Playing against the wind in the opening half Munster adopted a ball in hand, off-loading game which had the Ospreys under all kinds of pressure. In fact, apart from penalty kicks out of hand or at goal, Ronan O’Gara didn’t kick until he launched an up-and-under in the 37th minute. Instead Munster’s kicking game was directed by Tomas O’Leary and Paul Warwick, while O’Gara orchestrated operations through the hand. The result was spectacular, none more so than the opening try by Warwick which stretched the Ospreys through several phases with Lifeimi Mafi creating havoc. The manner in which Warwick side-stepped both Ospreys second rows, Alan Wyn Jones and Ian Gough and rounded Tommy Bowe was sensational and put down a marker on what was to come.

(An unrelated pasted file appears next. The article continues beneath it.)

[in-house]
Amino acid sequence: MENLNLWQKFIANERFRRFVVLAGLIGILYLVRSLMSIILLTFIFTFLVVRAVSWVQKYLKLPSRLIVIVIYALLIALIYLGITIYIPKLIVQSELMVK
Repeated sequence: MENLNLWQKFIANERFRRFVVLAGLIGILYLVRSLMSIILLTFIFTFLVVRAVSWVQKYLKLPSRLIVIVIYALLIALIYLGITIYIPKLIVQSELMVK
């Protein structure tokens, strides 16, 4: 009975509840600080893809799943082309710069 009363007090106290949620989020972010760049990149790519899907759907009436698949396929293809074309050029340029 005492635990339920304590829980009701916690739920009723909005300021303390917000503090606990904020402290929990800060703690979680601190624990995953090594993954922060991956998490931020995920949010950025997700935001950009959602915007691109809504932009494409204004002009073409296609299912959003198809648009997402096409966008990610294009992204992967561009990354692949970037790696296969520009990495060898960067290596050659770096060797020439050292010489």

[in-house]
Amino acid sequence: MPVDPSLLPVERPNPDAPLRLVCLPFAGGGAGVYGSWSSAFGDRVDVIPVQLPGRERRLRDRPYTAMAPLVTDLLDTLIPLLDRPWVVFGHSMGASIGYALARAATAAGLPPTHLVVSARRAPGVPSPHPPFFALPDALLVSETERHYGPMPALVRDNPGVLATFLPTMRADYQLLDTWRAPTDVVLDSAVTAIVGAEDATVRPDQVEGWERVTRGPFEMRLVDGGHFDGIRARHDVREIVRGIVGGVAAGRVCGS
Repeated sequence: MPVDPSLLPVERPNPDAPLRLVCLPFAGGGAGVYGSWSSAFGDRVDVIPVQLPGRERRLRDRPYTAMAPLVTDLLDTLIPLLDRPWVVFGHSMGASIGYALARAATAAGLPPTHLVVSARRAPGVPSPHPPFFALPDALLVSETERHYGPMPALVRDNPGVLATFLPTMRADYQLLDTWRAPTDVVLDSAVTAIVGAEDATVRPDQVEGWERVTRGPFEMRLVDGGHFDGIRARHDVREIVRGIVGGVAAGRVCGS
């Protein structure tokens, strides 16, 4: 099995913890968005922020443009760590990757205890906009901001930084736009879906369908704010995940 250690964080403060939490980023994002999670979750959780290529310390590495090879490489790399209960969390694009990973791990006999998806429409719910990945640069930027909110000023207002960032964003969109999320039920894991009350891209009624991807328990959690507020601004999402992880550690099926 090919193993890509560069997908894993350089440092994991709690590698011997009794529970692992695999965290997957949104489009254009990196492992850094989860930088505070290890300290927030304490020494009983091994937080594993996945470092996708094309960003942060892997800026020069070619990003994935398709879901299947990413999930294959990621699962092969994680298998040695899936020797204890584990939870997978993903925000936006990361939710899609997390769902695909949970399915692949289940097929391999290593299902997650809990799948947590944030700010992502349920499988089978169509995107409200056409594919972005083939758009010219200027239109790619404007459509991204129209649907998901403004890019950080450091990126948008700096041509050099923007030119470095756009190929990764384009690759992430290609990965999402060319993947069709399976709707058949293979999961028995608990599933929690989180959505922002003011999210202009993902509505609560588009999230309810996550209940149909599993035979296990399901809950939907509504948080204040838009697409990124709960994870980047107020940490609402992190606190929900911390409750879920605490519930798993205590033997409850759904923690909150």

Any side forced to line out without quality internationals in Gavin Henson and Lee Byrne is bound to suffer. Yet it must be noted that the Ospreys started with 14 full internationals with three more making an impact off the bench. Yet in the end they were left with their heads hanging, praying for the final whistle, humiliated.

Munster are now the consummate professional side, patient with or without the ball. At times in that opening period they appeared like the matador teasing the bull. The manner in which they retained possession throughseveral phases invited the Ospreys to concede penalties under pressure and allowed them to build a score. Tony McGahan had also done his work in interpreting exactly what referee Wayne Barnes was looking for at the breakdown and for the majority of the game managed to keep him happy.

Without the ball Munster were comfortable, relying on astructured and wellorganised defensive screen where each and every player knows his role. As a result, despite the quality the Ospreys had on offer behind the scrum, they never looked like scoring a try.